The debt ceiling has been raised. What’s it mean for health care?

Congress will be appointing a 12 member bipartisan panel to identify opportunities to reduce governmental spending.  You’ll probably hear things like “reducing Medicare cost” through the process.  Let me translate: “reducing Medicare cost”=reducing payments to providers.

The 12 member panel is charged with trimming 1.2 trillion in federal spending over the next decade.  If the panel can’t come up with enough savings, automatic cuts go into effect and Medicare is one of the programs that’s on the chopping block.

My guess is cuts will target providers and hospitals and beneficiaries will be untouched.  Afterall, what congress person in their right mind wants to upset Medicare beneficiaries the year before an election. 

Those of us who work in the health care industry, especially the hospital sector, recognize how slim Medicare margins are and how difficult it is to make ends meet at current reimbursement levels.  In a hospital like GVMH, Medicare is our life’s blood.  The payments we get from Medicare keep the lights on and the doors open.  Medicare also represents the bulk of the patients we serve and make well every day.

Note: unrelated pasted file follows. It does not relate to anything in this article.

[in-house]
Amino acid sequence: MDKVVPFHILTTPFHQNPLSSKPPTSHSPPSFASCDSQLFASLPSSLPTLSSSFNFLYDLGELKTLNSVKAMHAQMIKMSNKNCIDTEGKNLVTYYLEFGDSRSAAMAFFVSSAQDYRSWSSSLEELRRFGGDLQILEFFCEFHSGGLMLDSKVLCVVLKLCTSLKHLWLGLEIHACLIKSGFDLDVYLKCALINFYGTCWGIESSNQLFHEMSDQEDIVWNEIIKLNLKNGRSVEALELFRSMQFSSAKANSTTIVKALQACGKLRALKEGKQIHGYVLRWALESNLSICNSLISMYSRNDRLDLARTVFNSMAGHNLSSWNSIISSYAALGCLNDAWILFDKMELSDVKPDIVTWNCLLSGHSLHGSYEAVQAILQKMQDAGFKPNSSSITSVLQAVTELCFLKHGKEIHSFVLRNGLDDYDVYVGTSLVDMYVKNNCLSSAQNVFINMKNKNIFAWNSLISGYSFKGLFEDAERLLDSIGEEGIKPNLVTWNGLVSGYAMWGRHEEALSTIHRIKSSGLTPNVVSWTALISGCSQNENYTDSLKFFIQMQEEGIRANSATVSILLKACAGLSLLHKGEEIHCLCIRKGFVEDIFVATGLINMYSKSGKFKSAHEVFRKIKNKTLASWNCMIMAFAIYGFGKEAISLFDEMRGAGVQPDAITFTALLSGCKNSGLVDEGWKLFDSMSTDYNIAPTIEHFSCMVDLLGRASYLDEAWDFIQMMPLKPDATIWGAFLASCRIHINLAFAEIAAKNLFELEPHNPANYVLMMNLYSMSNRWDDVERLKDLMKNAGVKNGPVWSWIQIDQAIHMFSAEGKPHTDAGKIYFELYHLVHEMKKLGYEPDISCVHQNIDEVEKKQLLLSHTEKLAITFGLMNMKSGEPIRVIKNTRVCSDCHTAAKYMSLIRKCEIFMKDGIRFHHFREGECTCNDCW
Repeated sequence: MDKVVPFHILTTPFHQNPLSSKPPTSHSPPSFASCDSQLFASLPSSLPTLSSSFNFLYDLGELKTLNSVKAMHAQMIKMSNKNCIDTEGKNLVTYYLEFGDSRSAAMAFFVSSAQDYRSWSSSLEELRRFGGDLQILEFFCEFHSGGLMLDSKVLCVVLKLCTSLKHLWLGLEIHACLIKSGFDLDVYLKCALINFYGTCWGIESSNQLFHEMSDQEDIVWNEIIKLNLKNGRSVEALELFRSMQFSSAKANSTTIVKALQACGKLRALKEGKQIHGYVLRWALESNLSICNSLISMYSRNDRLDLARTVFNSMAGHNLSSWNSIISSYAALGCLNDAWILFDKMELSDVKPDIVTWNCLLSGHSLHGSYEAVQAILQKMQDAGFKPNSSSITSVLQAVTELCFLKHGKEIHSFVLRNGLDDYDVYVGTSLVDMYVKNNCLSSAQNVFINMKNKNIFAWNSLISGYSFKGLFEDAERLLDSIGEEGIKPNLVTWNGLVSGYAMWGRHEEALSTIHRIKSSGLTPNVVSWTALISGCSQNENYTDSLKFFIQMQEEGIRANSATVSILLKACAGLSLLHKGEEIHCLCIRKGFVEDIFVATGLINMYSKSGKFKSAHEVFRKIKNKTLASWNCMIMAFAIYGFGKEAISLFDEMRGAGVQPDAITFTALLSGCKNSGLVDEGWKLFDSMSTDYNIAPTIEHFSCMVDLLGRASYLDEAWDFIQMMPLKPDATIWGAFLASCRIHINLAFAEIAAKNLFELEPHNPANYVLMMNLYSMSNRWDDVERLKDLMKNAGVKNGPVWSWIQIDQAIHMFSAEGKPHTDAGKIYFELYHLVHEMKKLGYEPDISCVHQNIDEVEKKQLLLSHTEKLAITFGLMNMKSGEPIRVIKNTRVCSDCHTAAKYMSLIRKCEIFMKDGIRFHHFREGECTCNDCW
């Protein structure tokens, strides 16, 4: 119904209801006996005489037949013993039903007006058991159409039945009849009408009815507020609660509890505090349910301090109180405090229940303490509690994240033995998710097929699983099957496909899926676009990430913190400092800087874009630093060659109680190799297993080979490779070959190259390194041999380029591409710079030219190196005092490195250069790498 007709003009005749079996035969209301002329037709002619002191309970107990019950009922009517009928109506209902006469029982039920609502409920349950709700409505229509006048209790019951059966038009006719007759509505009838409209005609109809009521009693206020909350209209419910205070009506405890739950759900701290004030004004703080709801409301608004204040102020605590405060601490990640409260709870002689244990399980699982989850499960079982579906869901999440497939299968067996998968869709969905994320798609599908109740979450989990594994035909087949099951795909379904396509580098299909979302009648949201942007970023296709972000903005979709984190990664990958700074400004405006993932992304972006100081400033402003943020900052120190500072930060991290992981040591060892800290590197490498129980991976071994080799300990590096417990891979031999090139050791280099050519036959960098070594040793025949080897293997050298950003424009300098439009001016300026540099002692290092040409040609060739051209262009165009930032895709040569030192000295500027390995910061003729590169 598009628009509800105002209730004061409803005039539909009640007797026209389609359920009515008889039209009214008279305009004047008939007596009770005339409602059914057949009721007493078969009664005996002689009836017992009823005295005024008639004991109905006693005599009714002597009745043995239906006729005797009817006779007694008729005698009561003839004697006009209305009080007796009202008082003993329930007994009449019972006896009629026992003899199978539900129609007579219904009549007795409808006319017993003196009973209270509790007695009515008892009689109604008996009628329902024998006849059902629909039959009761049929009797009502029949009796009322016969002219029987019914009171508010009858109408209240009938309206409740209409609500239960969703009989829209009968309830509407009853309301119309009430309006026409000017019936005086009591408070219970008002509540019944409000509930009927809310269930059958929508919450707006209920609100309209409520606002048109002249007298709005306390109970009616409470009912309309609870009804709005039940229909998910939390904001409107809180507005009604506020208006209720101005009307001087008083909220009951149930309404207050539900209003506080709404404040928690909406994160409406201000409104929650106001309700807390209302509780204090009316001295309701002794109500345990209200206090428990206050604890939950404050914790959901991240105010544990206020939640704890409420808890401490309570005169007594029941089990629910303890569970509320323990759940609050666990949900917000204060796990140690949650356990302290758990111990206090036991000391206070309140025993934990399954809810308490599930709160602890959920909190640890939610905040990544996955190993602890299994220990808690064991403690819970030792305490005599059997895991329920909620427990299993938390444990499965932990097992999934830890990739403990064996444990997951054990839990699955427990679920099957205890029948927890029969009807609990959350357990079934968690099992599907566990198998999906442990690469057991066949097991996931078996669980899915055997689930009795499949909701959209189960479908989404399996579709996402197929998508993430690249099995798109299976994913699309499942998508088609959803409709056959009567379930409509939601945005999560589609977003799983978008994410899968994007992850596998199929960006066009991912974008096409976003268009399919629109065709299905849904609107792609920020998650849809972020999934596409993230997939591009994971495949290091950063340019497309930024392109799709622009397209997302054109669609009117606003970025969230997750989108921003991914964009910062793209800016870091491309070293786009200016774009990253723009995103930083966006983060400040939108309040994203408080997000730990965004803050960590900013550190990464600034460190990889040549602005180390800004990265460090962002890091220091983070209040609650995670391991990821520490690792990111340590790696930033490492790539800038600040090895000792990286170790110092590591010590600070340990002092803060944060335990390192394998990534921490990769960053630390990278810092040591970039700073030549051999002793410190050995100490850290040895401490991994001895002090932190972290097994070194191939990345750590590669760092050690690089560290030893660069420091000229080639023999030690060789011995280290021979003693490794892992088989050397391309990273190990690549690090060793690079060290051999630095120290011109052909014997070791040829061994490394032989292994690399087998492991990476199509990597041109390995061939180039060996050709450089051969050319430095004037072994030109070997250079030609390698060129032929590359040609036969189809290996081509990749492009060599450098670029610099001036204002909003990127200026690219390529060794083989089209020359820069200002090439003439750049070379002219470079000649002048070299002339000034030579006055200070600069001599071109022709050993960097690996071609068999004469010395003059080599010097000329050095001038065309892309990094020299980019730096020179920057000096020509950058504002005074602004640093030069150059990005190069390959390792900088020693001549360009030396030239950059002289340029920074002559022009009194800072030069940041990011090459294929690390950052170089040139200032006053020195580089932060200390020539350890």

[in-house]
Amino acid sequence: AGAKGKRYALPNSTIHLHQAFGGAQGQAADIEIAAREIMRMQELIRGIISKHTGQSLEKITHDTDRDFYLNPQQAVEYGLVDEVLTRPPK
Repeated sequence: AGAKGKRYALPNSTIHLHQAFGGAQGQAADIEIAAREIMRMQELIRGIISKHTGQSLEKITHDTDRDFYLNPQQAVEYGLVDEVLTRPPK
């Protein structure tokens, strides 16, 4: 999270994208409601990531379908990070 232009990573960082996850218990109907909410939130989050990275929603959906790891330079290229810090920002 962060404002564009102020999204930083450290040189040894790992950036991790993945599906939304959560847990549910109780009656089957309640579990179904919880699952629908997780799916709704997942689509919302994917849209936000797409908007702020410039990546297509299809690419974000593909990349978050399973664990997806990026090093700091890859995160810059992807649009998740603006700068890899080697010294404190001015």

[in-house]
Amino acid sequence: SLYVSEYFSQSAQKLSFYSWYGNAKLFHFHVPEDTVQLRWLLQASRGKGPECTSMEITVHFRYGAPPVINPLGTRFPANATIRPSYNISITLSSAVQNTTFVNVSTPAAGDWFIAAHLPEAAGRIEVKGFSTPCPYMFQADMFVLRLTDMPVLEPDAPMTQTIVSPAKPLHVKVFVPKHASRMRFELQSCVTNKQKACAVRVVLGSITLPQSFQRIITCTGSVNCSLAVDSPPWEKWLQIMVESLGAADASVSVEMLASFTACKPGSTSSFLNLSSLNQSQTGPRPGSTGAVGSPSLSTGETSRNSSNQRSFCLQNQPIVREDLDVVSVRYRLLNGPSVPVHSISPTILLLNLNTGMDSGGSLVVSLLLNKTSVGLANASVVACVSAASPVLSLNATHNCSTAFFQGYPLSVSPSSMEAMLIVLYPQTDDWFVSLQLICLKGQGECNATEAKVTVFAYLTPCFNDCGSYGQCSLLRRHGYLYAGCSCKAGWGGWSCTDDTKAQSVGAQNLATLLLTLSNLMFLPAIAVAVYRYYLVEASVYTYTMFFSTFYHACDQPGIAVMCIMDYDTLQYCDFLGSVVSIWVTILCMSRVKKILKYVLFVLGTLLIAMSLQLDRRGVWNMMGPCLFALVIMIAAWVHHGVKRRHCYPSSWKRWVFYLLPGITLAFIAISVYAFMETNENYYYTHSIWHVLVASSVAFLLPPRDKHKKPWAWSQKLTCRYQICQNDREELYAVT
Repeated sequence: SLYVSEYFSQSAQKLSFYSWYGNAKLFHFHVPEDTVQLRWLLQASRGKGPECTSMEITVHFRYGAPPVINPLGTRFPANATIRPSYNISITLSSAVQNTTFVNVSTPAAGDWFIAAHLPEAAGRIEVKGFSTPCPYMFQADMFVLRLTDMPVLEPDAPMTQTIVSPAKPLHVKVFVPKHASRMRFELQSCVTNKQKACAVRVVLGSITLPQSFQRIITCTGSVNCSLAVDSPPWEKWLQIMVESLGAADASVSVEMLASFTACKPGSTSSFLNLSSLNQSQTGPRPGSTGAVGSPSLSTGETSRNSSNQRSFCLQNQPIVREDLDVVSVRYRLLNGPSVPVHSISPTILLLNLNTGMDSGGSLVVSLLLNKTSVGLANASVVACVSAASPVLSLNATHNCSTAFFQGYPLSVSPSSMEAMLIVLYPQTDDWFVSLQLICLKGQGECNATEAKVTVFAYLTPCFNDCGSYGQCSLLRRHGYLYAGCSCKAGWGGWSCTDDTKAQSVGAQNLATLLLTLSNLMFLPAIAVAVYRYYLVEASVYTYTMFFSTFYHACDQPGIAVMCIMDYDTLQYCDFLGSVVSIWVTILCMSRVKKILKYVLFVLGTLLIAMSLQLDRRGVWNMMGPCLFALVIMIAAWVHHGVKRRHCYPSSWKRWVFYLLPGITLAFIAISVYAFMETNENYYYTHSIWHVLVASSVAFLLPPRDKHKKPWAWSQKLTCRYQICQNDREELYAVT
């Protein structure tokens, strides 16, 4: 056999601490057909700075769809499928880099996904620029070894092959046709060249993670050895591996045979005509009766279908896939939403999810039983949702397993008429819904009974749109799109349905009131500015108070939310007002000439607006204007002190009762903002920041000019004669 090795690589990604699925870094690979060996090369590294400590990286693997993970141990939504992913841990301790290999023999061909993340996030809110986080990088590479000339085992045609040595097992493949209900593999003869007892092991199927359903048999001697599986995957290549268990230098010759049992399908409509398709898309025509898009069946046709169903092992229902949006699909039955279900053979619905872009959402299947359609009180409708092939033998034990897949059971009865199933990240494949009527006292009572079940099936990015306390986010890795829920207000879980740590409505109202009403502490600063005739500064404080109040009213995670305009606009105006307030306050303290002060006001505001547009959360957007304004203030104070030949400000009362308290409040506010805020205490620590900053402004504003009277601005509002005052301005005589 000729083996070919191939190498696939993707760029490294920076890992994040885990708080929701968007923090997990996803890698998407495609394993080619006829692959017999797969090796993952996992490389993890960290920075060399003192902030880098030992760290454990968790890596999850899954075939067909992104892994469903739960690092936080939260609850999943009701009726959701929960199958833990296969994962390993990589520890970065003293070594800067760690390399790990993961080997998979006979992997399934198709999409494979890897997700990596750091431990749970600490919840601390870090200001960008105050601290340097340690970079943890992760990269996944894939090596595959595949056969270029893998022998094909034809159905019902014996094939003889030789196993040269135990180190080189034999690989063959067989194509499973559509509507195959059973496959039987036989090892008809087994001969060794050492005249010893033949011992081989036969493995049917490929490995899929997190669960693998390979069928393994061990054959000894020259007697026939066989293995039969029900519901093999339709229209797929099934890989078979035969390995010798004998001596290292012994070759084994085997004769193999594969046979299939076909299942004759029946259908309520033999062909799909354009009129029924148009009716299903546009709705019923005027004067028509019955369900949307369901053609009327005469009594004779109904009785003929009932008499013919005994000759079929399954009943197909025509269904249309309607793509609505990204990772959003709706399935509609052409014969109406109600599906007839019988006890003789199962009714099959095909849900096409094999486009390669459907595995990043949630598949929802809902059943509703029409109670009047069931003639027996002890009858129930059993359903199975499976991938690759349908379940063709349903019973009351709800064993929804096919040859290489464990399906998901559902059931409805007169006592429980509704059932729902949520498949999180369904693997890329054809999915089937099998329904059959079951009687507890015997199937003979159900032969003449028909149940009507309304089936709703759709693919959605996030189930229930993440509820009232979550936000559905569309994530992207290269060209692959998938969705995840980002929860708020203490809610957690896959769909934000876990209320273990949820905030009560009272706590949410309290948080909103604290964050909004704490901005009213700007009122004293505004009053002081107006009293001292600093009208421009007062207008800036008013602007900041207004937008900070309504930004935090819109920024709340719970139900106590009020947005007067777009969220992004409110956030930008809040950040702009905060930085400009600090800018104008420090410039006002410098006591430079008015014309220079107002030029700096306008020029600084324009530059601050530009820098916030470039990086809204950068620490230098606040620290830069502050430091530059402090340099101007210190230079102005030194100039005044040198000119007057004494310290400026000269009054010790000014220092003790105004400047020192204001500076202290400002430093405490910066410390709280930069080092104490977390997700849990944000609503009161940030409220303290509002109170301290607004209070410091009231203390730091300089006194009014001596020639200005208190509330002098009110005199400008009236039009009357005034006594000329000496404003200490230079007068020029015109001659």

There’s no doubt congress needs to reign in spending and fix entitlement programs, let’s just hope they don’t do so at the expense of rural hospitals like ours.  I’m an optimistic person by nature but I’m also a realist and realistically I predict there are significant reductions in reimbursement in the near future…

About Craig Thompson

I am a young professional with two great sons, and I work in the healthcare setting. I am employed in hospital administration and serve as Chief Operating Officer at Golden Valley Memorial Healthcare in Clinton, Missouri. These are challenging and exciting times in healthcare and my blog will focus on healthcare, raising boys or being raised by boys, and living in mid America.
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